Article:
Classic with Urška Fartelj: Chicken stew

What is ragout anyway? If I quote s. Felicito Kalinšek, is a group of dishes “in which chopped or minced meat (including fish or vegetables) is cooked in a spicy sauce”. Most of us know that beef and veal ragout, pork and venison are a little less popular, fish probably even less so. And, surprisingly, if I look at my new Great Slovenian cookbook, which Santa Claus brought me and I read it with all my interest, I can not find at all a recipe for chicken ragout in it. But there is a small sea with thousands of pages. Isn’t there a recipe for boiling chicken?

Maybe it’s a form of decoction? No, boiling is not the same as boiling. We usually do this with flour – well, at least sometimes we always do, but in the modern world some people are more afraid of flour than crowns – and a little less often, i.e. with more “water”, and whole pieces of chicken meat are. cooked in paprika. Sometimes (at least in our house we like it that way) we enrich it with a sweet cream and flour base, again elsewhere, especially there towards the border with Hungary, it is rarely served almost as a soup and absolutely without cream. My father, originally from Strehovec in the municipality of Dobrovnik (almost on the Hungarian border), loved a man. And very greasy. And it is similar to beef, rabbit or chicken.

Ragu, on the other hand, is a thick meat sauce with vegetables (usually carrots, which are not found in paprika). It is most often seasoned as a bolognese sauce (thyme, oregano, rosemary – perhaps depending on the region and type of meat), while basil and bay leaves are preceded by paprika. But perhaps even here it depends more and more on the region.


Cut the meat into smaller pieces, add salt and fry on a slightly higher heat so as not to release too much water. We want it to be juicy in the sauce. Therefore in ragout we do not use fat-free chicken breast, which would function more like sawdust in sauce, but meat from the thighs. And we do not put garlic before it is cooked because it would make it bitter. This will give more flavor.

For boiling chicken, it is best to use boneless chicken thighs.


Of course, to cook them al dente. Strong to the bite. Let the jaws work a little during lunch. Cook them in boiling salted water. For every 100 g of dried pasta we need a liter of water and a teaspoon of salt. For a family of four, these are 400 gr of dried pasta, which are cooked in 4 liters of boiling water, to which we have added 4 teaspoons of salt.

Chicken stew

  • 700-800 g chicken thighs (boneless)
  • 1 large yellow onion
  • 3-4 cloves of garlic
  • 2 larger carrots
  • spoons of tomato concentrate
  • spoons of ground red pepper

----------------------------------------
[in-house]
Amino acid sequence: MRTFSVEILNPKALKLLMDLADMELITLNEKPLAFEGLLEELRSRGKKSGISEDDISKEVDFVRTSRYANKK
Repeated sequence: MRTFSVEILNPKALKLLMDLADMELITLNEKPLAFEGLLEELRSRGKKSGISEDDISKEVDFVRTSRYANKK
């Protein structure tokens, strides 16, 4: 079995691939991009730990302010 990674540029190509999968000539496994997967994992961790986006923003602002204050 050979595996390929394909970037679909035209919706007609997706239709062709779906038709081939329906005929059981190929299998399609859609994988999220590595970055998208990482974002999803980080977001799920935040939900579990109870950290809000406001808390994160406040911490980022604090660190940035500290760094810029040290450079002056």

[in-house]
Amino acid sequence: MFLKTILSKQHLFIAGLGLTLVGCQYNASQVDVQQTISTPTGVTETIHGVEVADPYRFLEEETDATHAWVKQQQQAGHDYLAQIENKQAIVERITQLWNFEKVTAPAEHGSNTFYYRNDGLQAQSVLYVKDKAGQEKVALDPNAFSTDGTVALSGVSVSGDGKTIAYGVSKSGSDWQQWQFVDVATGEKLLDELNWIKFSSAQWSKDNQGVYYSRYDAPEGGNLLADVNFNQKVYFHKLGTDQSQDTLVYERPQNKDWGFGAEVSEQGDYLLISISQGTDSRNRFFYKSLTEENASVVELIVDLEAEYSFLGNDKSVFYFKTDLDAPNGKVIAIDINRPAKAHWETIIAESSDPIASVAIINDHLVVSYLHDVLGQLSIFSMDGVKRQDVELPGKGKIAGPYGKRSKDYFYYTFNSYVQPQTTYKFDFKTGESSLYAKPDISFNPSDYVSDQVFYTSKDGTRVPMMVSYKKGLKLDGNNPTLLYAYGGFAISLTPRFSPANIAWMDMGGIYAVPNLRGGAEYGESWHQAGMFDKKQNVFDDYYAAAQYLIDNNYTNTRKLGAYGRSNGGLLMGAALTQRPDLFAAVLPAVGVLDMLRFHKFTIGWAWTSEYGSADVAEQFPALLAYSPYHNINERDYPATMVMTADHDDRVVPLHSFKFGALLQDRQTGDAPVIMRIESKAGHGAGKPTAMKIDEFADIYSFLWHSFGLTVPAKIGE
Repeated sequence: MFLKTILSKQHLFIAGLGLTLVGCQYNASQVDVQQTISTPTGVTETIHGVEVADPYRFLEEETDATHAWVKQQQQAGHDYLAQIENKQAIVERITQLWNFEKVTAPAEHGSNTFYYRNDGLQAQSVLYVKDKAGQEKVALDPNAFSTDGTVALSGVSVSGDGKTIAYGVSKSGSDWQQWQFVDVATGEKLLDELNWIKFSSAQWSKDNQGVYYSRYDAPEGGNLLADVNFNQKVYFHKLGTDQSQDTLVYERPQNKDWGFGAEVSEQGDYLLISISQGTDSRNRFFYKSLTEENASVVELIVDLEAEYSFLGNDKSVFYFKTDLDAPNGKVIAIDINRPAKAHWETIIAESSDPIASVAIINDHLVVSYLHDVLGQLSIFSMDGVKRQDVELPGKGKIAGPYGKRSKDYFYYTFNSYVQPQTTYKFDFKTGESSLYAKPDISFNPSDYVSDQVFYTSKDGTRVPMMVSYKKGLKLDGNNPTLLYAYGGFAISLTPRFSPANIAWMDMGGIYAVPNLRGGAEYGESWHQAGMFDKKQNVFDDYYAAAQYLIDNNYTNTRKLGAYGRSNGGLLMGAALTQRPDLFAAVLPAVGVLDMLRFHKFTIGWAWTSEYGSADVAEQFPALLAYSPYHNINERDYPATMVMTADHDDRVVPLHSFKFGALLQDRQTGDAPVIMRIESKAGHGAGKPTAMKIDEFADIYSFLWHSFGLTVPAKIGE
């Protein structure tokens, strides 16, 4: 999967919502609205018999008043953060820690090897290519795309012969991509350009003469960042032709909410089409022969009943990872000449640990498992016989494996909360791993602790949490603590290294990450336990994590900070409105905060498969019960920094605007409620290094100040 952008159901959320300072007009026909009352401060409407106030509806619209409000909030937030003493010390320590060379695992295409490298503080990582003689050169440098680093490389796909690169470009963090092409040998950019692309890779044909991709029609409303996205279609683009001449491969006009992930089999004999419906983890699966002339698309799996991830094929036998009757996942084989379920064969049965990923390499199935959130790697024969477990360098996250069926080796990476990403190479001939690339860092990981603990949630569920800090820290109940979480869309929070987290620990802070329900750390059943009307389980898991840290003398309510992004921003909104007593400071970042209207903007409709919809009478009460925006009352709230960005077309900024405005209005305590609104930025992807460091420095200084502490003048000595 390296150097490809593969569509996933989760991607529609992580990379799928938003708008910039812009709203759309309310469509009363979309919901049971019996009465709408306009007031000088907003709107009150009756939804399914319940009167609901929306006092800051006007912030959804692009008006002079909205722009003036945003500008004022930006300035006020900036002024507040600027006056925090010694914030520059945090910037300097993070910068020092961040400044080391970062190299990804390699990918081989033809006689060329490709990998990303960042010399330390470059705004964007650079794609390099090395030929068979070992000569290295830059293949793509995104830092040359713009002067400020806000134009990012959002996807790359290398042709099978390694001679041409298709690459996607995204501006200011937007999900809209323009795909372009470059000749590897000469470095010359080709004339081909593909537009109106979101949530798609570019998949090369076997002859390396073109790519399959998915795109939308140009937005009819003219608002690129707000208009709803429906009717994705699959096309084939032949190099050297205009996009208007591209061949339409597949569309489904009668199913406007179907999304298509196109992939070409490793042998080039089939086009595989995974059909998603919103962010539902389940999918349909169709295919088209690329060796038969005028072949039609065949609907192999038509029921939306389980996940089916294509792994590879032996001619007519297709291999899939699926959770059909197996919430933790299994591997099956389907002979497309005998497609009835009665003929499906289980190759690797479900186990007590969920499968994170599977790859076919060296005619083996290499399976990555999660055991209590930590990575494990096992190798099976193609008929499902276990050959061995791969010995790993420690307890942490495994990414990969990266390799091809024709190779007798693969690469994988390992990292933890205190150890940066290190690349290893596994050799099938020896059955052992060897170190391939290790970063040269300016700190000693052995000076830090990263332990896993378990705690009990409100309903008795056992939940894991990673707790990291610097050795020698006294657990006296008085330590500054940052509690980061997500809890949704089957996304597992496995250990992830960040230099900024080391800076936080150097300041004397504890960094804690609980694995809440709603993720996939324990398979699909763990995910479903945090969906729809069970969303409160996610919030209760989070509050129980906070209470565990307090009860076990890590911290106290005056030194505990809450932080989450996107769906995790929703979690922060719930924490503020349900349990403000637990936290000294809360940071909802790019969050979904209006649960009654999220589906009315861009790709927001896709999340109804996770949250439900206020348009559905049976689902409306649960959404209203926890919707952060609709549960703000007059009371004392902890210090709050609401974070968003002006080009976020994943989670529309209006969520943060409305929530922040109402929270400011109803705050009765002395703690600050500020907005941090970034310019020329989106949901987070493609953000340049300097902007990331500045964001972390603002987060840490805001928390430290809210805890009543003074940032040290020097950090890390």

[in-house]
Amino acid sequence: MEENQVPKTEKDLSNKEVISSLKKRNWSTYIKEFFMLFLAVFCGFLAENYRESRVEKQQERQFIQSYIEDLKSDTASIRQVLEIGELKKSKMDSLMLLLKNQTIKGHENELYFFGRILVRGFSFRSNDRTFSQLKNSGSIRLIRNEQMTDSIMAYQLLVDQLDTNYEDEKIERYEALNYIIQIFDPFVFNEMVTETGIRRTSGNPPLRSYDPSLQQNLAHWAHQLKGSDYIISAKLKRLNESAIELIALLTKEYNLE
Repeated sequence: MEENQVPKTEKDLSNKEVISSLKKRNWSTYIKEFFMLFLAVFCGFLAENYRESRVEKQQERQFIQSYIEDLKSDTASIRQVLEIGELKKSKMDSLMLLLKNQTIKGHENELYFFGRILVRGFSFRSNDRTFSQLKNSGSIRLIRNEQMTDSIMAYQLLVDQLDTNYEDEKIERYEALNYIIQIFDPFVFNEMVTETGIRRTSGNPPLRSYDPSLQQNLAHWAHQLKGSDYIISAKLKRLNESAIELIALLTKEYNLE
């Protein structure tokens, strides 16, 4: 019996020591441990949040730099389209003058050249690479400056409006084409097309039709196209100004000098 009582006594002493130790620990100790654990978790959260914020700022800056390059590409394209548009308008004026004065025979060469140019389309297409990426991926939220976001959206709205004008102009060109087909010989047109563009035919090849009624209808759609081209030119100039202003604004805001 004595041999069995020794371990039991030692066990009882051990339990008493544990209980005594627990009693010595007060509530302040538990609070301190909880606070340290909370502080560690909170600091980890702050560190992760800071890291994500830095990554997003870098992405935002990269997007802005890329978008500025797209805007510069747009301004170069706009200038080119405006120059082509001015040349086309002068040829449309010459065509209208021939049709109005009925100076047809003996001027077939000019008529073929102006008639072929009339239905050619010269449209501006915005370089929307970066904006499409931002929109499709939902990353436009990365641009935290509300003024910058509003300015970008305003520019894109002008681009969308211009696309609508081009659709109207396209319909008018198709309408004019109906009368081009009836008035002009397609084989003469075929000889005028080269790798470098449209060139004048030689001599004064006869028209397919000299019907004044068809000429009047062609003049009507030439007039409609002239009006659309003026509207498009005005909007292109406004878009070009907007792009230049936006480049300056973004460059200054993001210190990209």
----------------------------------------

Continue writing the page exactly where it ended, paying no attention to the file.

• 100 ml of tomato sauce
  • 100 ml dry white wine (sauvignon)
  • a teaspoon of Provencal herbs
  • olive oil, salt, freshly ground pepper

For serving


1. First, fry the finely chopped onion in olive oil. Bake slowly on low heat, about 15 minutes, to digest but not brown.

2. Add the roasted onions to the finely chopped carrots and quickly fry them all together. Then add the sliced ​​chicken, garlic and fry again.

3. When the meat is fried in light brown, they come in the type of spice: I use a Provencal spice mix, which also contains thyme, oregano and rosemary. But you can use any tip.

Squeeze the tomato concentrate over the meat, add the ground red pepper (always on the meat so that it does not heat up in the hot fat when adding other spices) and mix all well and fry gently. So much so that the spices embrace the meat.

5. Immediately add the wine, tomato sauce and as much water as the meat is almost covered. Rinse the jar that had the tomato sauce and so on. Pepper, add salt if desired.

6. Cook the covered ragout on low heat for about an hour so that the meat is tender and pliable, which for example we will not achieve with chicken breast. Do not cook for too long so that it does not dry out.

Serve the pasta stew. We usually see wide noodles. We love mini pasta so that ragout sauce gets caught in all those holes. To cover with a large spoon.

We also recommend: Weekly menu: fast and cheap lunches

Urshka Fartelj

Urška Fartelj, the creator of the 220 degree sloping blog, is one of the most popular and reputable food bloggers in our country. Its strength lies in the fact that it knows how to present everyday cooking in a beautiful, interesting and at the same time knowledgeable way. A man immediately feels better, he becomes the king of his little family table, who knows how to prepare it.

Leave a Comment

Your email address will not be published. Required fields are marked *